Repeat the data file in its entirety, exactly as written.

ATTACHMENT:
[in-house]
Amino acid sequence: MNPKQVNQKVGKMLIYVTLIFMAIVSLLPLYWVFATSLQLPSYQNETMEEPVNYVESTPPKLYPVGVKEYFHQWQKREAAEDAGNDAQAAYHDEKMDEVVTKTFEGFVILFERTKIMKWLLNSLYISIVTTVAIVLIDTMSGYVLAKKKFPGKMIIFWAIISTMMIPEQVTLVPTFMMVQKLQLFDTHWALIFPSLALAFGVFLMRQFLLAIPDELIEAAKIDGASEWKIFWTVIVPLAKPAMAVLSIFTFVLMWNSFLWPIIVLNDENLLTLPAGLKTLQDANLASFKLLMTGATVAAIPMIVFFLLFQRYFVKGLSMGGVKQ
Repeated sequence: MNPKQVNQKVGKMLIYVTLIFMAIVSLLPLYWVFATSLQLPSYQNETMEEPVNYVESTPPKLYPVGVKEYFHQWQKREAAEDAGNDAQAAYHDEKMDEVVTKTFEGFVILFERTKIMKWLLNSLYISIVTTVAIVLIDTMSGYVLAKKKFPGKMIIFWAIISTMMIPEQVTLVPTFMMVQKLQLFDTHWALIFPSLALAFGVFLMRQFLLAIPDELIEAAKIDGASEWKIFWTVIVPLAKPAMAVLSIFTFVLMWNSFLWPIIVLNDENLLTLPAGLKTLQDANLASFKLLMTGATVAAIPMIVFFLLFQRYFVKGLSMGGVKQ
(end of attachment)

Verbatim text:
[in-house]
Amino acid sequence: MNPKQVNQKVGKMLIYVTLIFMAIVSLLPLYWVFATSLQLPSYQNETMEEPVNYVESTPPKLYPVGVKEYFHQWQKREAAEDAGNDAQAAYHDEKMDEVVTKTFEGFVILFERTKIMKWLLNSLYISIVTTVAIVLIDTMSGYVLAKKKFPGKMIIFWAIISTMMIPEQVTLVPTFMMVQKLQLFDTHWALIFPSLALAFGVFLMRQFLLAIPDELIEAAKIDGASEWKIFWTVIVPLAKPAMAVLSIFTFVLMWNSFLWPIIVLNDENLLTLPAGLKTLQDANLASFKLLMTGATVAAIPMIVFFLLFQRYFVKGLSMGGVKQ
Repeated sequence: MNPKQVNQKVGKMLIYVTLIFMAIVSLLPLYWVFATSLQLPSYQNETMEEPVNYVESTPPKLYPVGVKEYFHQWQKREAAEDAGNDAQAAYHDEKMDEVVTKTFEGFVILFERTKIMKWLLNSLYISIVTTVAIVLIDTMSGYVLAKKKFPGKMIIFWAIISTMMIPEQVTLVPTFMMVQKLQLFDTHWALIFPSLALAFGVFLMRQFLLAIPDELIEAAKIDGASEWKIFWTVIVPLAKPAMAVLSIFTFVLMWNSFLWPIIVLNDENLLTLPAGLKTLQDANLASFKLLMTGATVAAIPMIVFFLLFQRYFVKGLSMGGVKQ